The UAE’s decision to reopen its doors to tourists from all countries was taken in order “to achieve sustainable recovery and economic growth”, the official WAM news agency reported on Saturday.
Those eligible would have to be fully inoculated with one of the Covid-19 vaccines approved by the World Health Organization, which include AstraZeneca, Johnson & Johnson, Moderna, Pfizer/BioNTech, Sinopharm and Sinovac.
Passengers arriving on tourist visas must take a mandatory PCR test at the airport.
Croatia thrilled at summer season success despite Covid
Beaches along Croatia’s Adriatic Sea coastline are swarming with people. Guided tours are fully booked, restaurants are packed and sailboats were chartered well in advance.
Summer tourism has exceeded even the most optimistic expectations in Croatia this year. Once fearful that the coronavirus pandemic would discourage people from travelling, Croatia’s tourism industry was caught by surprise.
“It’s much better – it’s almost like 2020 never happened,” said Josip Crncevic, a tour guide in Dubrovnik, a southern city known for its Old Town and nightlife that is Croatia’s most popular destination.
The success of the summer season carries strong implications for Croatia’s economy, which is among the weakest in the European Union. Tourism accounts for up to 20 per cent of gross domestic product, and visitor spending is essential to the incomes of locals who rent lodging or run other tourism-linked businesses.
While people here prepared for this year to be better than last because of the advent of vaccines, the tourism minister described the July and August demand for getaways in Croatia as “remarkable.” As of Aug. 10, overnight stays were at 69 per cent of the record number seen in the 2019 season, tourism minister Nikolina Brnjac said.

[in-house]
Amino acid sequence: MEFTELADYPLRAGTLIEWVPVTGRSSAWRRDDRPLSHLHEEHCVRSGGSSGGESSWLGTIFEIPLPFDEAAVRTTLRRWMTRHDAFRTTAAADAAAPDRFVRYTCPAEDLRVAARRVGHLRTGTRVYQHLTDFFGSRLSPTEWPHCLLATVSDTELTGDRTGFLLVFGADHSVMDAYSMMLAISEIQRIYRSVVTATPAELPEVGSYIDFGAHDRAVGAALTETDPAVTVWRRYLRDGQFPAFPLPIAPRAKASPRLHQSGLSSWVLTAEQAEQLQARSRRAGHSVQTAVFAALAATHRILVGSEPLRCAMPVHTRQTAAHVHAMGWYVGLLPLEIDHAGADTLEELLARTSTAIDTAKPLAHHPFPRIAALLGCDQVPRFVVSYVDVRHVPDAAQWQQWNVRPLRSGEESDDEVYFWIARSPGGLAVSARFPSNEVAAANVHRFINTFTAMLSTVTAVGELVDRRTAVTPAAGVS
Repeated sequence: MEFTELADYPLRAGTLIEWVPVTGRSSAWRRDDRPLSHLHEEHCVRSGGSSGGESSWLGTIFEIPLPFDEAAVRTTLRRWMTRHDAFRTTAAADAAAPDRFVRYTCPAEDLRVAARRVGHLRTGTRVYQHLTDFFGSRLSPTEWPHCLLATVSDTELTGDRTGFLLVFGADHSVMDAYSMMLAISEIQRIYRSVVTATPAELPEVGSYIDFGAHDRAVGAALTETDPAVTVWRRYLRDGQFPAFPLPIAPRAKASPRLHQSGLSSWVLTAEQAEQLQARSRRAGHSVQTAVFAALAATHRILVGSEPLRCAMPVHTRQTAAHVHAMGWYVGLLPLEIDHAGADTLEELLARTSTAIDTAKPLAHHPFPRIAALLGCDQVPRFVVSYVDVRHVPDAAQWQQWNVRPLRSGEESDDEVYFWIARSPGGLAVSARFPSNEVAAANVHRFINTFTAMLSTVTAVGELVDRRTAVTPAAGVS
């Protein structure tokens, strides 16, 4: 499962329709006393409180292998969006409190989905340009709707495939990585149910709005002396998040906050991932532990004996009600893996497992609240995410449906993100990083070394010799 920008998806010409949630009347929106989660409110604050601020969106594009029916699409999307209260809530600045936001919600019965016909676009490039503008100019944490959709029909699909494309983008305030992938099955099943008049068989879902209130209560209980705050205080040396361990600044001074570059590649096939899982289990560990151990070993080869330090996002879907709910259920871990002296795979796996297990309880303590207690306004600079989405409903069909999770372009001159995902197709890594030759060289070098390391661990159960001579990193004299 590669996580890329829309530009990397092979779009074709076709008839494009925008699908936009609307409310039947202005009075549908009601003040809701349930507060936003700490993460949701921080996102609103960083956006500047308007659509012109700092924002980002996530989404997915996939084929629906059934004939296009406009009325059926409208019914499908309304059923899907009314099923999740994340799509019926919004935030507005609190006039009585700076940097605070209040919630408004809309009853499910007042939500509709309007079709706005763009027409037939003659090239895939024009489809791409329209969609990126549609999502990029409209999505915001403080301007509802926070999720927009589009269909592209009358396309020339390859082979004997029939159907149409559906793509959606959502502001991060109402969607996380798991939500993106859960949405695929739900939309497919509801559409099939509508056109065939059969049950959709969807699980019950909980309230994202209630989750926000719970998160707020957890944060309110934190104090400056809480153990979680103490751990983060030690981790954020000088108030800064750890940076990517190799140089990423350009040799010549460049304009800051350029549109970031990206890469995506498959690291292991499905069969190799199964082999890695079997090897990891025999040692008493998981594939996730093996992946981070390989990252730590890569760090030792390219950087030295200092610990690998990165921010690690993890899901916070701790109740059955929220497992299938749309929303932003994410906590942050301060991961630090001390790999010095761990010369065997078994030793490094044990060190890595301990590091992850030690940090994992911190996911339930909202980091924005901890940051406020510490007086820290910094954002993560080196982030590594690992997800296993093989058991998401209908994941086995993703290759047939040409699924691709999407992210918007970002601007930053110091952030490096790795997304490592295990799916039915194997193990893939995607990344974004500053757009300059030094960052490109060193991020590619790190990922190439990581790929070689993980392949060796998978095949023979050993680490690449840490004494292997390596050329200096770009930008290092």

Sunak locks horns with NHS on
Covid funding top-up demands
Rishi Sunak is on a collision course with the NHS over the health service’s demands for billions of pounds in additional Covid-19 funding, The Telegraph can disclose.
Trust chief executives claim that, without an urgent top-up from the Treasury, they will run out of money to tackle the coronavirus backlog without ditching or scaling back parts of the health service’s long-term plan to improve cancer treatment and mental health care.
However, the Chancellor is said to be facing down demands from NHS leaders to effectively continue levels of funding given to the health service at the height of the pandemic.
Italian holidays back on cards for fully vaccinated Britons
Holidays to Italy are back on for Britons after officials announced that fully-vaccinated UK travellers with a negative coronavirus test will no longer have to quarantine.
Health Minister Roberto Speranza tweeted that he had signed a decree ending “the mini-quarantine of five days” for visitors from the UK from Tuesday.
Rome had re-imposed the quarantine for those arriving from Britain from June 21 as the delta variant spread rapidly through the United Kingdom.
The negative PCR or antigen coronavirus test must have been taken 48 hours before arriving in Italy – and it must have been at least 14 days since the second vaccine dose was administered.
Refrigerated trucks sent to store bodies in Oregon
The death toll from Covid-19 in Oregon is climbing so rapidly in some counties that the state has organised delivery of one refrigerated truck to hold the bodies and is sending a second one, the state emergency management department said.